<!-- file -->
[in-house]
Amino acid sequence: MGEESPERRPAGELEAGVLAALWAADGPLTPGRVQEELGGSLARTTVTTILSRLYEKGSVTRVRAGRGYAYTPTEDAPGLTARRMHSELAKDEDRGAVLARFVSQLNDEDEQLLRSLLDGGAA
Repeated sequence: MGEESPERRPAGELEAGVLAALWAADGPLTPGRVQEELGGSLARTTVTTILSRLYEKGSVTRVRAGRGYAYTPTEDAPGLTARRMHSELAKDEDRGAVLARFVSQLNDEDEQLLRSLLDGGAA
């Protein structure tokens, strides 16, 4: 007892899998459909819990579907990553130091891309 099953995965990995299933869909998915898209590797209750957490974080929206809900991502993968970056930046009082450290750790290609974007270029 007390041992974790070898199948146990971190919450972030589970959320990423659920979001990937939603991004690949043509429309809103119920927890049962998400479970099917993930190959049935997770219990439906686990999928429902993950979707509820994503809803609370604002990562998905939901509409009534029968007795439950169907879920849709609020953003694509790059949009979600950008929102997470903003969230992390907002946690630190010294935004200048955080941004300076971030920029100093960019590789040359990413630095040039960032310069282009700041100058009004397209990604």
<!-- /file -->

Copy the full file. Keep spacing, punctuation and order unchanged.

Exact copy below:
[in-house]
Amino acid sequence: MGEESPERRPAGELEAGVLAALWAADGPLTPGRVQEELGGSLARTTVTTILSRLYEKGSVTRVRAGRGYAYTPTEDAPGLTARRMHSELAKDEDRGAVLARFVSQLNDEDEQLLRSLLDGGAA
Repeated sequence: MGEESPERRPAGELEAGVLAALWAADGPLTPGRVQEELGGSLARTTVTTILSRLYEKGSVTRVRAGRGYAYTPTEDAPGLTARRMHSELAKDEDRGAVLARFVSQLNDEDEQLLRSLLDGGAA
């Protein structure tokens, strides 16, 4: 007892899998459909819990579907990553130091891309 099953995965990995299933869909998915898209590797209750957490974080929206809900991502993968970056930046009082450290750790290609974007270029 007390041992974790070898199948146990971190919450972030589970959320990423659920979001990937939603991004690949043509429309809103119920927890049962998400479970099917993930190959049935997770219990439906686990999928429902993950979707509820994503809803609370604002990562998905939901509409009534029968007795439950169907879920849709609020953003694509790059949009979600950008929102997470903003969230992390907002946690630190010294935004200048955080941004300076971030920029100093960019590789040359990413630095040039960032310069282009700041100058009004397209990604």